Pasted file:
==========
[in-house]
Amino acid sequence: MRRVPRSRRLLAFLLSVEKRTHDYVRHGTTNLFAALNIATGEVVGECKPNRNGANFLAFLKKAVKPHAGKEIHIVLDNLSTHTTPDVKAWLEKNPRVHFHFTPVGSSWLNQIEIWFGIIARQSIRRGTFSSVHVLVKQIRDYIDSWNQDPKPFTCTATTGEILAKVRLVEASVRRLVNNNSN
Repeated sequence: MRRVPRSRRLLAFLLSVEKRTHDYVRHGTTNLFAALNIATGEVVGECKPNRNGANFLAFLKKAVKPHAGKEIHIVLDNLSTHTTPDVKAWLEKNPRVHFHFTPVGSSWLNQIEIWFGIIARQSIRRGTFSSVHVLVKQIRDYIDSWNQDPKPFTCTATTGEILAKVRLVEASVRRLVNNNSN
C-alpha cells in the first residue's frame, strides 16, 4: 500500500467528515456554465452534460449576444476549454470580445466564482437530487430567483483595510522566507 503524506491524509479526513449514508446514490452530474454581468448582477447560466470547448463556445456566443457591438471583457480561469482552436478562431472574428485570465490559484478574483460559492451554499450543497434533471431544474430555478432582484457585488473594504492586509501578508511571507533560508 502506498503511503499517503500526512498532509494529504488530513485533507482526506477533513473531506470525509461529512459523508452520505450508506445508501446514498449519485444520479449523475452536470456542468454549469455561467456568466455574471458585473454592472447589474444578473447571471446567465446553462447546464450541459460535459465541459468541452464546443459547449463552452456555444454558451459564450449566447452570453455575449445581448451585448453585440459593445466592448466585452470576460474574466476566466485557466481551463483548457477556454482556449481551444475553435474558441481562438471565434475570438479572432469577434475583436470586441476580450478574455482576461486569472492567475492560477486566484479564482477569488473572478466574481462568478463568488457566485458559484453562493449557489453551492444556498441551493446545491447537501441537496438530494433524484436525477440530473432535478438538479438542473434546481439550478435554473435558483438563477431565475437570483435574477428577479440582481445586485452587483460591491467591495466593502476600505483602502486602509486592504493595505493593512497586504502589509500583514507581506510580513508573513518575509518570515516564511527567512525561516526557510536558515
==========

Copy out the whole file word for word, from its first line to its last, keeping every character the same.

[in-house]
Amino acid sequence: MRRVPRSRRLLAFLLSVEKRTHDYVRHGTTNLFAALNIATGEVVGECKPNRNGANFLAFLKKAVKPHAGKEIHIVLDNLSTHTTPDVKAWLEKNPRVHFHFTPVGSSWLNQIEIWFGIIARQSIRRGTFSSVHVLVKQIRDYIDSWNQDPKPFTCTATTGEILAKVRLVEASVRRLVNNNSN
Repeated sequence: MRRVPRSRRLLAFLLSVEKRTHDYVRHGTTNLFAALNIATGEVVGECKPNRNGANFLAFLKKAVKPHAGKEIHIVLDNLSTHTTPDVKAWLEKNPRVHFHFTPVGSSWLNQIEIWFGIIARQSIRRGTFSSVHVLVKQIRDYIDSWNQDPKPFTCTATTGEILAKVRLVEASVRRLVNNNSN
C-alpha cells in the first residue's frame, strides 16, 4: 500500500467528515456554465452534460449576444476549454470580445466564482437530487430567483483595510522566507 503524506491524509479526513449514508446514490452530474454581468448582477447560466470547448463556445456566443457591438471583457480561469482552436478562431472574428485570465490559484478574483460559492451554499450543497434533471431544474430555478432582484457585488473594504492586509501578508511571507533560508 502506498503511503499517503500526512498532509494529504488530513485533507482526506477533513473531506470525509461529512459523508452520505450508506445508501446514498449519485444520479449523475452536470456542468454549469455561467456568466455574471458585473454592472447589474444578473447571471446567465446553462447546464450541459460535459465541459468541452464546443459547449463552452456555444454558451459564450449566447452570453455575449445581448451585448453585440459593445466592448466585452470576460474574466476566466485557466481551463483548457477556454482556449481551444475553435474558441481562438471565434475570438479572432469577434475583436470586441476580450478574455482576461486569472492567475492560477486566484479564482477569488473572478466574481462568478463568488457566485458559484453562493449557489453551492444556498441551493446545491447537501441537496438530494433524484436525477440530473432535478438538479438542473434546481439550478435554473435558483438563477431565475437570483435574477428577479440582481445586485452587483460591491467591495466593502476600505483602502486602509486592504493595505493593512497586504502589509500583514507581506510580513508573513518575509518570515516564511527567512525561516526557510536558515